• The MySQL database (and perhaps a MySQL GUI client)

Step 1: Install Ruby

Ruby Windows installer
Figure 1. Ruby Windows installer

Installing Ruby couldn't be any simpler:

  1. Download the latest One-Click Ruby Installer for Windows (shown in Figure 1). As of this writing, the latest is ruby182-14.exe).
  2. Double-click on the downloaded executable and follow the installation instructions. Unless you have some special needs, just press Enter to accept all of the defaults.

Note to Linux and OS X users: The Windows installer come with the RubyGems package manager already installed. Whatever means you use to install Ruby, you will probably have to install RubyGems, also.

Step 2: Install Rails

installing Rails through RubyGems
Figure 2. Installing Rails through RubyGems

Now we can use the RubyGems package manager to download and install Rails 0.9.4 (the version covered by this tutorial), as Figure 2 shows:

  1. Open a command window and run the command gem install rails --remote.
  2. RubyGems will also install all of the other libraries that Rails depends on. For each of these dependencies, RubyGems will ask you if you want to install it. Answer "y" (yes) to each one.

Step 3: Install MySQL

MySQL Server setup wizard
Figure 3. MySQL Server setup wizard

We still need to install our database server. Rails supports many different databases. We'll use MySQL.

  1. Download the latest "essential" version of the MySQL Windows installer. (Currently, that is Windows Essentials (x86) 4.1.7.)
  2. Double-click on the installer (Figure 3) and accept all of the defaults, though skip signing up for a account.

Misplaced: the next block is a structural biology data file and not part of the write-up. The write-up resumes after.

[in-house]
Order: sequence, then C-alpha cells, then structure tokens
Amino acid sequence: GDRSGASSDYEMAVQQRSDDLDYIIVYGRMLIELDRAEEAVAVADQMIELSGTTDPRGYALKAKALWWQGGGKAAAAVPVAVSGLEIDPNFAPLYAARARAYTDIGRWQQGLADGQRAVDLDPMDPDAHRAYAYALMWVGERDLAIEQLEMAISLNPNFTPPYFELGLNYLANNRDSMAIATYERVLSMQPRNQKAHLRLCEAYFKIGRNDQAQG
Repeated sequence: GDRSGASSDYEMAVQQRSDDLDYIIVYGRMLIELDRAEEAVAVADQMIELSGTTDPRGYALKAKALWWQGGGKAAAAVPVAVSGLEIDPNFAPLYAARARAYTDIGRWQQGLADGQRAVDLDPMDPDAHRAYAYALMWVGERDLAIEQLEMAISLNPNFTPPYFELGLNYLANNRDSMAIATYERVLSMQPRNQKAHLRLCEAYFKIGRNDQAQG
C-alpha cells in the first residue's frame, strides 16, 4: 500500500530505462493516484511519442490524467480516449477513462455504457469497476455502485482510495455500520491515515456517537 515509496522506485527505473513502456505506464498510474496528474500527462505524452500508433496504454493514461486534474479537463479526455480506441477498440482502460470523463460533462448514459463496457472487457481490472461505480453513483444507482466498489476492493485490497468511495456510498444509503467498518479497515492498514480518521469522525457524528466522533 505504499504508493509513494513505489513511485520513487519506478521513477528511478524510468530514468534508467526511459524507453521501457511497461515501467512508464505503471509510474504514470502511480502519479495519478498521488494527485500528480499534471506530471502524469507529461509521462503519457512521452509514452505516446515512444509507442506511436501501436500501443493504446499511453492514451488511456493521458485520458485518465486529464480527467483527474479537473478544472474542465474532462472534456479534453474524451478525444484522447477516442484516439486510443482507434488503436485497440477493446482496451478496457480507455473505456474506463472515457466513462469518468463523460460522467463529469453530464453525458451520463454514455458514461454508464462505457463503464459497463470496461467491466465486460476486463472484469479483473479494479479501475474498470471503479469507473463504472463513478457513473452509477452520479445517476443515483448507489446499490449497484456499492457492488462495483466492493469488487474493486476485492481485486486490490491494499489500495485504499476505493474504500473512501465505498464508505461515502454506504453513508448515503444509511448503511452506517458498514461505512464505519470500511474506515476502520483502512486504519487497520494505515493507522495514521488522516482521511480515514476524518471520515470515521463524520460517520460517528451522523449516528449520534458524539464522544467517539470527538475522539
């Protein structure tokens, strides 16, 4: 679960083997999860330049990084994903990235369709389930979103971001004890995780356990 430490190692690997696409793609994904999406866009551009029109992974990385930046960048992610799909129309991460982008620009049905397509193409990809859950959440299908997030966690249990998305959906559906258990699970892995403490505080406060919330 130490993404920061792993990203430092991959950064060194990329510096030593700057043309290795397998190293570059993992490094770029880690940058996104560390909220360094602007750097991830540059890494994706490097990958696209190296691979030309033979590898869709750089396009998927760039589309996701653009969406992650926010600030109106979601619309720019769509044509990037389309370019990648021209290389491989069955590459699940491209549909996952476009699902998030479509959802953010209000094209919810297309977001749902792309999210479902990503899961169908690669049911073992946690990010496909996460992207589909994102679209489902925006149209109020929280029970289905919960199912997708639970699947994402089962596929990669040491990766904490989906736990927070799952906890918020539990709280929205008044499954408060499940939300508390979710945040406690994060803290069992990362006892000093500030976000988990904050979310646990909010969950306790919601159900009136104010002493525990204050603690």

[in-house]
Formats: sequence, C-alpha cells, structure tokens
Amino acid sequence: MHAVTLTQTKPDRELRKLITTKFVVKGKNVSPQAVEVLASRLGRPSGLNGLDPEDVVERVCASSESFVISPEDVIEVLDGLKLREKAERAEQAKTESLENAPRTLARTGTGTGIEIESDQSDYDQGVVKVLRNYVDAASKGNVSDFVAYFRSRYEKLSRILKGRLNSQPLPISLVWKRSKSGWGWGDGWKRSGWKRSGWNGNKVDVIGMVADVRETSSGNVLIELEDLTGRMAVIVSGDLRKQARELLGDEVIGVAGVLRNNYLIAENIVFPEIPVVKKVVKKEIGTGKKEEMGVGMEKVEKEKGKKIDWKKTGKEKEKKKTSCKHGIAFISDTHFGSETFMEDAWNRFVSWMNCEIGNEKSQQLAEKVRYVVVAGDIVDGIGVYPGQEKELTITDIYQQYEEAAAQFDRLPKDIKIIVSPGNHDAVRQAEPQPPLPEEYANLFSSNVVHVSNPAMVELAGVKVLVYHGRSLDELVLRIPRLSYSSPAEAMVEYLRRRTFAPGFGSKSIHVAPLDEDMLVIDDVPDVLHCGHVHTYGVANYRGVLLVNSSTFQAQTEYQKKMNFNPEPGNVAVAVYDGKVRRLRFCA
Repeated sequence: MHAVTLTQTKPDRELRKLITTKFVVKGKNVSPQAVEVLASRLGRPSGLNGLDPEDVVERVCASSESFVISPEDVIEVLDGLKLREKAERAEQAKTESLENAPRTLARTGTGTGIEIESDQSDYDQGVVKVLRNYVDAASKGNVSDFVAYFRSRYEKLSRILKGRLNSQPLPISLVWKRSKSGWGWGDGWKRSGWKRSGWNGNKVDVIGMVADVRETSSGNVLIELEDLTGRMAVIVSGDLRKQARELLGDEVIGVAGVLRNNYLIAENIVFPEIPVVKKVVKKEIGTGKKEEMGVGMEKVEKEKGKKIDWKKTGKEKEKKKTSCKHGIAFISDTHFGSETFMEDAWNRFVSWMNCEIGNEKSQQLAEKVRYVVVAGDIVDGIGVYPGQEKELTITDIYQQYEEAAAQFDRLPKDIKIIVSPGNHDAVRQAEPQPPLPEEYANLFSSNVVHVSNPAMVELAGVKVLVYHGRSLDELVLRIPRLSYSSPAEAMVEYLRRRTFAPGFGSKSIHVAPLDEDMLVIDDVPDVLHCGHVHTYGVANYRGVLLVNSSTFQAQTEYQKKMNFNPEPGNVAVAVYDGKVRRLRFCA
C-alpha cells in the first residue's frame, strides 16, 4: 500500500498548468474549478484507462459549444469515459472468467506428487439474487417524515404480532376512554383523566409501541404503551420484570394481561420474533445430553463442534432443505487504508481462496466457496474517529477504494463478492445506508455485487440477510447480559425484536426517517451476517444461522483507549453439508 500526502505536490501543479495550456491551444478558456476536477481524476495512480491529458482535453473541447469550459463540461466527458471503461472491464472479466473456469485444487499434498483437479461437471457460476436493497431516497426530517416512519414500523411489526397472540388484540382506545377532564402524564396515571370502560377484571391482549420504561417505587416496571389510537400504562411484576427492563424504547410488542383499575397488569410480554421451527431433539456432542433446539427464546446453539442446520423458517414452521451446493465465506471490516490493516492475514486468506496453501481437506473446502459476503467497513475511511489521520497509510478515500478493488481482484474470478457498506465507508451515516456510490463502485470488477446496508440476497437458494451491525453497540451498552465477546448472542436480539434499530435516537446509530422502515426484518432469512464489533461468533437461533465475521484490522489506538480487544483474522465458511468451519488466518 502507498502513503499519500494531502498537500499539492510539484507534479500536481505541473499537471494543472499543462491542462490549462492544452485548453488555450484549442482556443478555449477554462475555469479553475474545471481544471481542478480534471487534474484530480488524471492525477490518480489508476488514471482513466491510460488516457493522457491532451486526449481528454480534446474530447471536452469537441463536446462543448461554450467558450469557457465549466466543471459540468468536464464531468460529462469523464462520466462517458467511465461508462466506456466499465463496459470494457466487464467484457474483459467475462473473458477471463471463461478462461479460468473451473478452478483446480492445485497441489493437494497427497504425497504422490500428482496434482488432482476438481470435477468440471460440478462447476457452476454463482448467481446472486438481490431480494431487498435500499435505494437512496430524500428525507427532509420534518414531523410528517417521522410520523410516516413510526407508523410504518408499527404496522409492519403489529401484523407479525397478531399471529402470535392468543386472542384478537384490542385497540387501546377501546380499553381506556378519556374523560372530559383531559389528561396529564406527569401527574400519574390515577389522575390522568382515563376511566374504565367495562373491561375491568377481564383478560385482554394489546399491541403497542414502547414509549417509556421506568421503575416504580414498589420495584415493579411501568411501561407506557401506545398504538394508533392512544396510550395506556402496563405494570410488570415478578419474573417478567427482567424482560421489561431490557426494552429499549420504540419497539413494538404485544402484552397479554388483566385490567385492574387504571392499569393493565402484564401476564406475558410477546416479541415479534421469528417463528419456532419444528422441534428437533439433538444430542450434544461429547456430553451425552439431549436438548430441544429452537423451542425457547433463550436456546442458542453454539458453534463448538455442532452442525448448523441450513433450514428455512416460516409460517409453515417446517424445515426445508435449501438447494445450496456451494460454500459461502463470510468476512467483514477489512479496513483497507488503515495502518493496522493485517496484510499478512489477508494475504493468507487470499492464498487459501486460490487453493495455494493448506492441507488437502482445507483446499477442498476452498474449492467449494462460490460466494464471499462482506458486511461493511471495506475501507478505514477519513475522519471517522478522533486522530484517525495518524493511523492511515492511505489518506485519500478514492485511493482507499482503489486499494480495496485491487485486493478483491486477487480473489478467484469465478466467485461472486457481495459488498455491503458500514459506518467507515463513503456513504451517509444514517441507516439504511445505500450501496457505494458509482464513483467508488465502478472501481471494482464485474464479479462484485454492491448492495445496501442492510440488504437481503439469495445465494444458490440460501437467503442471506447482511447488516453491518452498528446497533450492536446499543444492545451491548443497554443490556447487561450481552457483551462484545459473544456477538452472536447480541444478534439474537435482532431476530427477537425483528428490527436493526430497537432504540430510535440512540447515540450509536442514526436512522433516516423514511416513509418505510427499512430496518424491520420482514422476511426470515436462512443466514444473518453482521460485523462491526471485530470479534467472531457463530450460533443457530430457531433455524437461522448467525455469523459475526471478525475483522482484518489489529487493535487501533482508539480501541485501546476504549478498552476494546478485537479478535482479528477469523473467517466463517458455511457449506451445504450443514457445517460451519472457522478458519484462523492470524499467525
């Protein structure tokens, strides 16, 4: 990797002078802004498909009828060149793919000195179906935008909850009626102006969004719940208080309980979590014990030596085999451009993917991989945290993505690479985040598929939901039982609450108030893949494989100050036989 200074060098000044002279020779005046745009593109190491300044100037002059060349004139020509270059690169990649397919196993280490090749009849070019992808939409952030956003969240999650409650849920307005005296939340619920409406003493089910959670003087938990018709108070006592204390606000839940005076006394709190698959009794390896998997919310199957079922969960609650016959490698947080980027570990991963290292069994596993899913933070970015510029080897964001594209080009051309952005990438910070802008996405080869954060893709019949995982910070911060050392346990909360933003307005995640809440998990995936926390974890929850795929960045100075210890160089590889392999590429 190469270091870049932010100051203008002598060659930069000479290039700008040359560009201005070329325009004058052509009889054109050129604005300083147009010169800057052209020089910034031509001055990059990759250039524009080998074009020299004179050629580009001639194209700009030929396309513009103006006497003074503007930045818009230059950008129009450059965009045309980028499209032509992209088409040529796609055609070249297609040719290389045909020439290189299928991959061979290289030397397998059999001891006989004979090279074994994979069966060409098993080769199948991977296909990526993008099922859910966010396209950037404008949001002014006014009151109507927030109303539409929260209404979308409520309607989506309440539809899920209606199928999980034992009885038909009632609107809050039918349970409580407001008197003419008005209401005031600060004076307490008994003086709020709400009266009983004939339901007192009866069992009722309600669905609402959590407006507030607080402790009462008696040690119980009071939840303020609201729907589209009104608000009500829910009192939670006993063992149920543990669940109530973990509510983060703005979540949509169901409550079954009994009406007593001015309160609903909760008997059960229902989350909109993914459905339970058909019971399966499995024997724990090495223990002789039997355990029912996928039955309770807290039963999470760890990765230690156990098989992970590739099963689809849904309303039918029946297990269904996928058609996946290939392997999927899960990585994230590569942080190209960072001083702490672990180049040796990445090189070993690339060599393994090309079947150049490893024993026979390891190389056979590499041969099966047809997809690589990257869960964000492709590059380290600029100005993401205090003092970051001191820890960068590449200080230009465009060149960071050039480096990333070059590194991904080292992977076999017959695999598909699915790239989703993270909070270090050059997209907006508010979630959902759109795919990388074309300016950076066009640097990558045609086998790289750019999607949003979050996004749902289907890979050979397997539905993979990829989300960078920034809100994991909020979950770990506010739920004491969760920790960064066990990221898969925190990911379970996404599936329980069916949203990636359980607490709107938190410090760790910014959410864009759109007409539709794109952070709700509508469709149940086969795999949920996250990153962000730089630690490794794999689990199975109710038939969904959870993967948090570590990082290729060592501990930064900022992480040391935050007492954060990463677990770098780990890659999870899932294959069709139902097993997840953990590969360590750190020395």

3. When you reach the final panel of the installer, clicking the Finish button will bring up the configuration wizard.
  4. In the configuration wizard, you can also just accept all of the defaults, except that in the security panel you must uncheck the "Modify Security Settings" checkbox (Figure 4). This is because starting with version 4.1.7, MySQL uses a new authentication algorithm that is not compatible with older client software, including the current version of Rails. By unchecking this box, you can access MySQL without a password.

MySQL configuration wizard
Figure 4. MySQL configuration wizard

Step 4: Install MySQL-Front

Author's note: MySQL-Front is not longer available. HeidiSQL is a good open source equivalent.

MySQL-Front is a graphical interface for the MySQL database. It is an inexpensive commercial application, but you can try it for free for 30 days. In this article, we will use MySQL-Front to develop our database. If you prefer, you can also just send SQL commands to the database from the command line.

  1. Download the latest version of MySQL-Front (currently, version 3.1).
  2. Double-click on the downloaded executable and follow the installation instructions (Figure 5). Unless you have some special needs, you can accept all of the defaults.

MySQL-Front installer
Figure 5. MySQL-Front installer

Building Tag Clouds in Perl and PHP

Essential Reading

Building Tag Clouds in Perl and PHP
By Jim Bumgardner

Tag clouds are everywhere on the web these days. First popularized by the web sites Flickr, Technorati, and, these amorphous clumps of words now appear on a slew of web sites as visual evidence of their membership in the elite corps of "Web 2.0." This PDF analyzes what is and isn't a tag cloud, offers design tips for using them effectively, and then goes on to show how to collect tags and display them in the tag cloud format. Scripts are provided in Perl and PHP.

Yes, some have said tag clouds are a fad. But as you will see, tag clouds, when used properly, have real merits. More importantly, the skills you learn in making your own tag clouds enable you to make other interesting kinds of interfaces that will outlast the mercurial fads of this year or the next.